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Reading and Writing.

Breadman's Daughter| Views: 135

It’s no secret that I love books. Not only reading them but also writing them. There are few pastimes more enjoyable than hunkering down with a good book – anywhere really. We all have our favorite spots. From the beach to the bed, the bus or the back seat of the car, the lunchroom or the living room, the front porch or the backyard hammock. Wherever, it doesn’t matter. You get the picture.

Years ago, when I was commuting to work in Toronto via the subway, my fondest memory of that time was the twenty minutes when I was completely and totally absorbed in a book. Lost in time and space. For those glorious twenty minutes, the only world that existed was the one between the front and back cover of whatever book I was reading. It was a little piece of serenity in a crowded smelly noisy dreary subway car. A good book has the ability to drown out all distractions. It’s that powerful.

My love for reading preceded my love for writing, although not by that much. They go hand in hand for me really. As soon as I could read, I started to write. As a shy child, it was my go-to form of communication and creative expression. It’s not that I didn’t speak because I did. With some people I could be a downright chatterbox. I’m sure there were many times when Ma wished I would stop talking and go back to the book I was reading. But I always felt more comfortable expressing myself through the written word, over the spoken. Not much has changed.

Writing, although equally enjoyable, is in many ways much more difficult. Writing requires a greater degree of commitment, discipline, dedication, engagement and practice. Lots of practice. It’s one of those skills that seem to get better, the more you practice, the more you do it. Like learning to play an instrument, it requires daily focus and persistent work. Some of it is very foundational and fundamental, often tedious and mundane. Like playing scales or learning the rudiments of grammar, mastering Twinkle Twinkle Little Star or composing a simple coherent sentence. Even then there’s no guarantees you’ll be able turn out prose like Margaret Atwood, but you’ll be a hell of a lot better than when you first picked up a pen, or in my case, a pencil.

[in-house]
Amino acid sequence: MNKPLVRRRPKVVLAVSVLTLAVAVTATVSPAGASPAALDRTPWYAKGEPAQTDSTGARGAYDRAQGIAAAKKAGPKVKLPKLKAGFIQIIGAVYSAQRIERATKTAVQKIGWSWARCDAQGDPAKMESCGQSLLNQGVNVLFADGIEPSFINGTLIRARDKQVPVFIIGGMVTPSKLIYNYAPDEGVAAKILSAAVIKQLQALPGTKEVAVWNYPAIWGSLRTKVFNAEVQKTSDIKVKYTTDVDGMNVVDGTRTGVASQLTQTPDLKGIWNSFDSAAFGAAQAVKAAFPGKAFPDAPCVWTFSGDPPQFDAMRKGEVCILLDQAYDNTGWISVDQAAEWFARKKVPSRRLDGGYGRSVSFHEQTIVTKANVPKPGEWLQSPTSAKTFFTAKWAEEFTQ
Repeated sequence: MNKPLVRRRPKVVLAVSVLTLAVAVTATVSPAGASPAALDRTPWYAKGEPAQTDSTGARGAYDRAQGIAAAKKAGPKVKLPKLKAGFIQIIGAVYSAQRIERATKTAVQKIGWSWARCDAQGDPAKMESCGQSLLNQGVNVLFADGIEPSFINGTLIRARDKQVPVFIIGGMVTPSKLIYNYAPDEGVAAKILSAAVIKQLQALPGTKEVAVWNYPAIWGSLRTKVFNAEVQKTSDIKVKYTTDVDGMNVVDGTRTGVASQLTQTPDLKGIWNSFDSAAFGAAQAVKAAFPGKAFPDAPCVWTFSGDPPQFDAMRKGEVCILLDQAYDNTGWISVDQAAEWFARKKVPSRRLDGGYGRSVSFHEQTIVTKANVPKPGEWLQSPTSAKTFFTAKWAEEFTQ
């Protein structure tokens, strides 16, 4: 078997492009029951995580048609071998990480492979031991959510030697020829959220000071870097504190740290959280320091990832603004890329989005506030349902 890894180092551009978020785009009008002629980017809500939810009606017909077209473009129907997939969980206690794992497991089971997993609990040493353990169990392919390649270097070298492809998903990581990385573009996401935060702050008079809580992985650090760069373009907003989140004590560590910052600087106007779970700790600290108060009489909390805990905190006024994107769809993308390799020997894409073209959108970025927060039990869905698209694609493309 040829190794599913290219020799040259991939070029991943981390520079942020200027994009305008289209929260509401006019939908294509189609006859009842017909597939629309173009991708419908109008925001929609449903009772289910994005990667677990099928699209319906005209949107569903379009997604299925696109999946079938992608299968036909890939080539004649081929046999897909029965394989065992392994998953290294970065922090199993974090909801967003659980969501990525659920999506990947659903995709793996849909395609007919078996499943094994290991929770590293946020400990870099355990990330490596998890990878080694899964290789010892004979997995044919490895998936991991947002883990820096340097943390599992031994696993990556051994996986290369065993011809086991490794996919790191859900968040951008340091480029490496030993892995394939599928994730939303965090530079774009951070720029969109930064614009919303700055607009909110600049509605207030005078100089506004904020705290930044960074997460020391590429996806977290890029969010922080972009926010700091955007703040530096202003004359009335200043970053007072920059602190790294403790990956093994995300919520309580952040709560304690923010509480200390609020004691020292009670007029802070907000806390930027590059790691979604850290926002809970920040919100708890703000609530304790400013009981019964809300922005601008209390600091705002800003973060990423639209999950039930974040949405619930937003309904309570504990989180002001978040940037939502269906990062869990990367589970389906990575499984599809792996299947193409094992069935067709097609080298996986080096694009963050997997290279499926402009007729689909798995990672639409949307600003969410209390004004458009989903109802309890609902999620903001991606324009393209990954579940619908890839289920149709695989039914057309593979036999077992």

There is so much about last year that I would like to kick to the curb. Leave behind without a backwards glance. But I also don’t ever want to forget last year either because it was so full of lessons to be learned and cautionary tales to be heeded. It was so full of all the frightening things I had been reading about for years but was in out-and-out denial that they could happen in my lifetime. Of course, they did. They happened and continue to happen.

Books are my favorite gift to give and to receive.

One of the saving graces for 2020 was the diverse books I read. Many were gifts from my family, some were spontaneously purchased from the books section of our local grocery store, others were borrowed, on loan or were hand-me-downs, and then there were the perfect gems I picked up at one of our neighborhood little libraries. There was something about every book I read last year that I loved. I learned something new. About the world, our community, my family, friends, the work I do, the things I believe in, truth, faith, and most importantly I learned new things about myself and about my lifelong love affair with writing – not just the manner in which I write but the subject matter of my writing.

I not only read for the sheer pleasure, I also read as a student of writing. Every book teaches me something about my craft. Word choices, sentence structures, expression of ideas in unexpected ways, the sound of words, the visual beauty of letters strung together to create thoughts, the poetry and lyrical nature of well constructed prose, the tension and release, the contradictory and complimentary colliding in climax, the playfulness of alliteration, the joy of breaking grammatical rules, the unexpected plot twist, the fine art of character development, the surprise ending, and the final resolution that leaves the reader one hundred percent satisfied. Time well spent. A book worth reading.

Last year began with a work of non-fiction and ended the same way. In between I read everything from suspense thrillers by my favorite British authors, the story of the band Talking Heads, essays by Jia Tolentino, an autobiography by Metis-Cree author Jesse Thistle and one of my all-time favorite novels, Where The Crawdads Sing by Delia Owens, which is quite simply a master class in fiction writing. I finished the book, held it close to my heart and said a little prayer. God, one day may I have the intelligence, skill and talent to write something even half as good as this wonderful book.

The first book of 2020 was a Christmas gift from my daughter Melissa called The Universal Christ by Richard Rohr, a Franciscan priest and the last book I borrowed from my daughter Aimee called Why Fish Don’t Exist by Lulu Miller. One book explores religion, specifically the teachings of Jesus of Nazareth while the other is a tale about the scientific obsession of taxonomist David Starr Jordon.

Both books were about faith, from two different perspectives, and were the perfect bookends for a year that tested my faith repeatedly, that brought me to my knees in tears of heartbreak, dragged me kicking and screaming through the mud of despair and disillusionment, raked me over the bitter coals of fear, loss and vulnerability but ultimately brought me to a sacred place of humility, acceptance and grace.

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